Jay-Z unveils latest “Blueprint” for success

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This is an excellent article on Jay-Z Inc.

via Reuters

NEW YORK (Billboard) – At just about any given moment of any given day — including this sunlit June Friday afternoon — Jay-Z is a busy man.

Sitting on a swivel chair at his Roc the Mic studios in downtown Manhattan with a glass of Santa Margherita white wine in hand, he tackles interview after interview with Japanese reporters, pausing only to use the restroom or ask his assistant to get him a refill or an order of food from his sports club, 40/40.

But while he handles his international duties, his Roc Nation team — seven people, including his assistant, longtime publicist and engineers — make sure his empire runs smoothly. His employees are scattered around the room, some perched on stools or couches, others standing or sitting on the floor, some with laptops before them. His assistant is booking flights, hotels and car service for the BET Awards, which is taking place that weekend; his publicist whispers on the phone about another magazine story.

Jay-Z, born Shawn Carter and raised in Brooklyn’s Marcy Projects, is the first to admit he could not have achieved half of his successes on his own. But it’s his overarching big-business vision and talent that have positioned him as one of the most well-known and influential artists of his time.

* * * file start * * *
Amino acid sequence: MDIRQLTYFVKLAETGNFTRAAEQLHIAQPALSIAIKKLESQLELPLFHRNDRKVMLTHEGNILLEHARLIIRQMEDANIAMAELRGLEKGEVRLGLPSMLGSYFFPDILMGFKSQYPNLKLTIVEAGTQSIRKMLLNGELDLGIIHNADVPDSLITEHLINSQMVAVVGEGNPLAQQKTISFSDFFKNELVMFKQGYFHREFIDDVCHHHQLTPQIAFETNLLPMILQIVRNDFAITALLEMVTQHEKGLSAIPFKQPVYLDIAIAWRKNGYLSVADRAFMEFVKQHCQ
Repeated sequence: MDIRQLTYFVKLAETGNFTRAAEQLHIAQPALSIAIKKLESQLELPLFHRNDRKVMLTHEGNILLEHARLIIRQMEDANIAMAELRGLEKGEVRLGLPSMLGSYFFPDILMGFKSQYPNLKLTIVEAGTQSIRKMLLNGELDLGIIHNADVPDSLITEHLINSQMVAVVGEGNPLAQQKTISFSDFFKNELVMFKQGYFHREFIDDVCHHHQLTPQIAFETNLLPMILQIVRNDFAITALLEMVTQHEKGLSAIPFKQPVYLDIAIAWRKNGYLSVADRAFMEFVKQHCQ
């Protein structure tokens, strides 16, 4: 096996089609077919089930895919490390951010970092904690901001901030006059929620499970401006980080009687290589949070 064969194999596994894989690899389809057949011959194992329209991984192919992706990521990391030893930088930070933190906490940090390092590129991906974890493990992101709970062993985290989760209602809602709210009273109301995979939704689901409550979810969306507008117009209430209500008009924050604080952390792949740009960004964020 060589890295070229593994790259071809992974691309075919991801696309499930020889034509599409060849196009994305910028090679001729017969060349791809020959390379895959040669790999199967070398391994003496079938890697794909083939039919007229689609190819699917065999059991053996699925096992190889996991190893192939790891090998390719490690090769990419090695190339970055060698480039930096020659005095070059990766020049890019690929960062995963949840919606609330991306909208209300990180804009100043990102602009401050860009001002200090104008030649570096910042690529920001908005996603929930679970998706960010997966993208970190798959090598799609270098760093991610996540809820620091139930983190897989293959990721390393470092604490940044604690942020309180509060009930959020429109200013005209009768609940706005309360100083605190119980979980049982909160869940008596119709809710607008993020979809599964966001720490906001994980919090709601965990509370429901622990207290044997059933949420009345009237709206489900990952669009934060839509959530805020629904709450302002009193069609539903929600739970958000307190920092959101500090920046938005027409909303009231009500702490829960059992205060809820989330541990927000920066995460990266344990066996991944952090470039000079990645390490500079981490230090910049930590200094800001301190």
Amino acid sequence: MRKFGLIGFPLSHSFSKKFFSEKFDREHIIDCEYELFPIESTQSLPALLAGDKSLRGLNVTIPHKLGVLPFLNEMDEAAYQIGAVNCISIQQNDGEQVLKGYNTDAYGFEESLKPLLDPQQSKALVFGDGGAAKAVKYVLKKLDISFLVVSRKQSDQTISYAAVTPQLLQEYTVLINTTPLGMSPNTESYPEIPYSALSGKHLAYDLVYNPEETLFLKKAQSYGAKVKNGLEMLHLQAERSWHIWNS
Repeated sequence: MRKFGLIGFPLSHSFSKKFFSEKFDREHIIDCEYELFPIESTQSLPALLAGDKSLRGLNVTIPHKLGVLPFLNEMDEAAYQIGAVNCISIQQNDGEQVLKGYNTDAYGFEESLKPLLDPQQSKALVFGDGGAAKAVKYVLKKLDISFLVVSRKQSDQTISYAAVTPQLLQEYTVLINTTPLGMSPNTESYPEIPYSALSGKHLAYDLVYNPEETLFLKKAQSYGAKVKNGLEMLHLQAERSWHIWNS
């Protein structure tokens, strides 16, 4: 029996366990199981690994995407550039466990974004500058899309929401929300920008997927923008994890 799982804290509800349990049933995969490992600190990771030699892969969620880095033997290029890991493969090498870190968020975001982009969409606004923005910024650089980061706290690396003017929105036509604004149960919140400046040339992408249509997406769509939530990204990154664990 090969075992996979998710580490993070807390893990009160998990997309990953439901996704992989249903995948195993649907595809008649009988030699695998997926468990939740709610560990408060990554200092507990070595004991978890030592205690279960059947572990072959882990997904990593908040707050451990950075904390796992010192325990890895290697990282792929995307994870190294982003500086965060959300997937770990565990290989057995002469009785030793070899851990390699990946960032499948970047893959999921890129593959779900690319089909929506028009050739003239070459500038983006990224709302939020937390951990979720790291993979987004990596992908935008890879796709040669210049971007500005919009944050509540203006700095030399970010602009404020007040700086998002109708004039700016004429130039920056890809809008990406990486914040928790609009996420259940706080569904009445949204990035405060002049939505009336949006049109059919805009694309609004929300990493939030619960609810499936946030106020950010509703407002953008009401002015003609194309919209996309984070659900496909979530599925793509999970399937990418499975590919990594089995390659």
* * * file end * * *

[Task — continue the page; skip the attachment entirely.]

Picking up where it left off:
PAYING THE PREMIUM

Following in the footsteps of Madonna and U2, the 39-year-old rapper last year signed a 10-year, $150 million (91.8 million pounds) deal with the concert promotion giant Live Nation that includes touring, publishing and recording.

In May, Jay-Z parted ways with Def Jam, his longtime label home, at the cost of $5 million, but gained control of his future master recordings. In June, he signed a deal with Atlantic to distribute his upcoming, 11th studio album, “The Blueprint 3”; a month later, he signed a deal with Sony for all future Roc Nation releases.

“I still owed an album to Def Jam, but I wanted to have it back for a number of reasons, the most important being that it wasn’t consistent with the type of business I planned for me or where I was positioning myself. Everything in my life I had taken charge of, but yet I was still an artist signed to a label. It seemed a little archaic in my plans,” he says. “I’ve always prided myself on being a principled person. It was more so the principle than the amount of money. It was about owning my own masters and owning my own companies, but you have to pay for the privilege, and that comes at a premium.”

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